Wednesday, August 11, 2010

Book-Crush Wednesday (4)

Woohoo! It's Wednesday! Time to talk books!

Before we get started, have you been over to WriteOnCon? Amazing things are happening over there. Crits, sessions, chats, and lots of learning. Major props to the organizers - I'm getting a LOT out of the conference! And it's FREE! Yay! So if you haven't been there...go. NOW.

OK, where were we? Oh yeah. Book-crush Wednesday. Today's crush is on a fabulous book called How to Say Goodbye in Robot by Natalie Standiford. I read this book earlier this year and my mind was blown. BLOWN, people.

First of all, let's talk about the cover. It's PINK. Pink is pretty much the best cover ever. If I didn't think it would drive readers away, I would have an all-pink blog background with pink text, a pink header, and pink active links. Also, the chapter headers are PINK. I would like to hire Natalie Standiford's design team to work on my book, please. (Because pink is obviously the best choice when you are trying to attract people to a dystopian book. Clearly.)

But what really made me love this book was the voice. The main character, Bea, can definitely be unsympathetic at times, but she's also quirky and made me laugh. And the cast of characters that surrounds her absolutely jumps off the page with life. All of them have their own stories, their own characteristics, even if not all of them get the chance to play out on the pages of the book. Particularly the radio show participants - Don Berman, Myrna, Larry - are so wonderful that I can see myself scanning the AM stations at midnight, hoping for a Night Lights of my own to whisk me away on a carpet ride one lonely night.

I also loved that Bea and Jonah, the male main character, could have a true, no underlying chance at love, real best friendship. As someone who had a male best friend in high school, it was totally refreshing to see that on the page. I feel like so often in YA books it's easy to let the best friends of opposite genders become love interests (and it's natural, too), but for Bea and Jonah it didn't even seem to be a possibility.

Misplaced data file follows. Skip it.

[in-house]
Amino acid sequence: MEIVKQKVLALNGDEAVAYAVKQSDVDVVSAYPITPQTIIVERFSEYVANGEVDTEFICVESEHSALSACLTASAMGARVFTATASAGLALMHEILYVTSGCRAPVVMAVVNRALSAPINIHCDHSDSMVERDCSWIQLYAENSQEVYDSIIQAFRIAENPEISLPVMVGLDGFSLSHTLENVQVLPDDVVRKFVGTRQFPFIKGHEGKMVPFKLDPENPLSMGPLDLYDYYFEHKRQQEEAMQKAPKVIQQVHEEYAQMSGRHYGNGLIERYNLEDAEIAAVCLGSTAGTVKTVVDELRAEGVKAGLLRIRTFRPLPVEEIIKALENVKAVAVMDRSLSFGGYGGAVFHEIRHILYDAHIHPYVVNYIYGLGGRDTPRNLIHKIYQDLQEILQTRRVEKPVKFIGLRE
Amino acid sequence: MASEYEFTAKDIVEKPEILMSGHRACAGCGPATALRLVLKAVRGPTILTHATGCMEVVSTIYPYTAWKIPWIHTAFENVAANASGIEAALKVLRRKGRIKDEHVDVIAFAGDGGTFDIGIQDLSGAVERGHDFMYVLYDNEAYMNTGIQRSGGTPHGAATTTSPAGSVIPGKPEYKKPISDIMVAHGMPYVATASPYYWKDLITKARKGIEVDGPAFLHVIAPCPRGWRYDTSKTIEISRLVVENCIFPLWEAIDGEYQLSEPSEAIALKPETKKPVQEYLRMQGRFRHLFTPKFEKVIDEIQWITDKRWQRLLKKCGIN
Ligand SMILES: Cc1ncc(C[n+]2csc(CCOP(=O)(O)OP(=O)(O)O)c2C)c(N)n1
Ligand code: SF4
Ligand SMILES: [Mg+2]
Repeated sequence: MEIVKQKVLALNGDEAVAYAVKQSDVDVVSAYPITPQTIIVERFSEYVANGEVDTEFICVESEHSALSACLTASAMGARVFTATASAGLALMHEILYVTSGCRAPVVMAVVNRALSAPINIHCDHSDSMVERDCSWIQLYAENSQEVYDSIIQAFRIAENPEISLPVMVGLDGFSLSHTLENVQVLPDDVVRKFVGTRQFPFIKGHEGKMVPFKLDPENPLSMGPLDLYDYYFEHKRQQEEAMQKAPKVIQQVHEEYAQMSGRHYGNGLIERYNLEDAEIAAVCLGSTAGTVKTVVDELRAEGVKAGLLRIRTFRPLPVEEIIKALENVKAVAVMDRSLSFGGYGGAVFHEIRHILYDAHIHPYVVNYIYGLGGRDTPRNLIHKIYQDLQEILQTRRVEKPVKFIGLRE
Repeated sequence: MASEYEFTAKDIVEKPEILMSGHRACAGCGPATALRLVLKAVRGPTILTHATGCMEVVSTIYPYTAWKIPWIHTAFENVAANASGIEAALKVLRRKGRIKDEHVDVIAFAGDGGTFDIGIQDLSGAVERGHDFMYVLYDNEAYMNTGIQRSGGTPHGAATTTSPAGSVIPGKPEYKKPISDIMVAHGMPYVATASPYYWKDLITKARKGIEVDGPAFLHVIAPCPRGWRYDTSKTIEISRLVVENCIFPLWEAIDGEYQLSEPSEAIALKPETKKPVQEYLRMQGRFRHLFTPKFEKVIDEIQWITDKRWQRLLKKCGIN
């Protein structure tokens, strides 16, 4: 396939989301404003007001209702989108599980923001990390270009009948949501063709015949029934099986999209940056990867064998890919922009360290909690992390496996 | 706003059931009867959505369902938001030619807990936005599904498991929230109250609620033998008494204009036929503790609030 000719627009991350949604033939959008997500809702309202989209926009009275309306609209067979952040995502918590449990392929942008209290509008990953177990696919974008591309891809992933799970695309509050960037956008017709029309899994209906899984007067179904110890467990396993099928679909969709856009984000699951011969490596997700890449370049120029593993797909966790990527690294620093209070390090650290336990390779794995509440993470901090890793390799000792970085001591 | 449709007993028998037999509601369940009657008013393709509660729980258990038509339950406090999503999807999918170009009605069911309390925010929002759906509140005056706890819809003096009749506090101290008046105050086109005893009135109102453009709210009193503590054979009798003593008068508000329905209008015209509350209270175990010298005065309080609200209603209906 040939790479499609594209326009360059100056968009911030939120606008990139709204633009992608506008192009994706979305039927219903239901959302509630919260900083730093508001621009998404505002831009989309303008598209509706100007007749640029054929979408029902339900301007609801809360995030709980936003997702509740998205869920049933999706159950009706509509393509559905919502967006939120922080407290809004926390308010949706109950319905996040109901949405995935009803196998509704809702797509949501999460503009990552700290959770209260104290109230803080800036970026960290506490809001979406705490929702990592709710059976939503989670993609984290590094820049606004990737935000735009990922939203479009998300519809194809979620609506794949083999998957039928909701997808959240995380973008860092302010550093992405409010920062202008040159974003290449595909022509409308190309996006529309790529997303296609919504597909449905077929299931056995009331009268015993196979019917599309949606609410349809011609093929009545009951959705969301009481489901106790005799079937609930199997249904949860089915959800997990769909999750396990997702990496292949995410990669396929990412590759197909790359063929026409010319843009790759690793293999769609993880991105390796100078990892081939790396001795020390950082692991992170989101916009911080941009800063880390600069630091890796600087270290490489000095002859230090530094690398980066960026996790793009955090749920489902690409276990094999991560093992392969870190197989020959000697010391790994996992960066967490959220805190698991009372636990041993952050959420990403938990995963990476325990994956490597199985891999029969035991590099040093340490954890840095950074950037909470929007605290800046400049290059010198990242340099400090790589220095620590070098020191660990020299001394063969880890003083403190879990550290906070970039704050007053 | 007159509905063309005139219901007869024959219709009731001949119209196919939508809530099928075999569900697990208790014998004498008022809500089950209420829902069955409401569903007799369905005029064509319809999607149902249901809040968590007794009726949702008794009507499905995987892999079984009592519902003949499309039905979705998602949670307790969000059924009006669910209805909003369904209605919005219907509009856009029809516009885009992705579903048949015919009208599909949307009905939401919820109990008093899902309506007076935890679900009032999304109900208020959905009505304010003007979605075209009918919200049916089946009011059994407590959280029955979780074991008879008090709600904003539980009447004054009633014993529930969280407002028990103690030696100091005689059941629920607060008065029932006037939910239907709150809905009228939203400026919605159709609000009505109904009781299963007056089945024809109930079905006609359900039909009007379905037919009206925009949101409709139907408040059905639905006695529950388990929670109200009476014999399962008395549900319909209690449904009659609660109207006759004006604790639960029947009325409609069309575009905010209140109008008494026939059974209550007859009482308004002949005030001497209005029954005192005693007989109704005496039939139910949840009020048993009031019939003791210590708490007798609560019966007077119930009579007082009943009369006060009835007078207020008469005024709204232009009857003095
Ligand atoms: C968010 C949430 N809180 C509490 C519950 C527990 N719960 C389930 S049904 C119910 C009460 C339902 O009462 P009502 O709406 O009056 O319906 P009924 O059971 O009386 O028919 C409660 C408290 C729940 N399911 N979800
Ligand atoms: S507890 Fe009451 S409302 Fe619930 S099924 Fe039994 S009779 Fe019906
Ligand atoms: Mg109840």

How to Say Goodbye in Robot is not a light read. In fact, I would even say it's heartbreaking, gut-wrenching at times. And yet the writing is so excellent that Natalie Standiford can pack an emotional punch while she's describes the hottest guy in school or a batty old lady. And the ending? One of the most amazing and tragic and hopeful things I've read in a long time.

This book is wonderful because it's not about boys, or crushes, or school, or any of that. It's just about the power of friendship, and how a beautiful friendship can simultaneously repair and destroy two very damaged people. I know last week I talked about The Sky is Everywhere, and many of you said you loved that book. I think fans of Jandy Nelson will probably enjoy How to Say Goodbye in Robot, as well.

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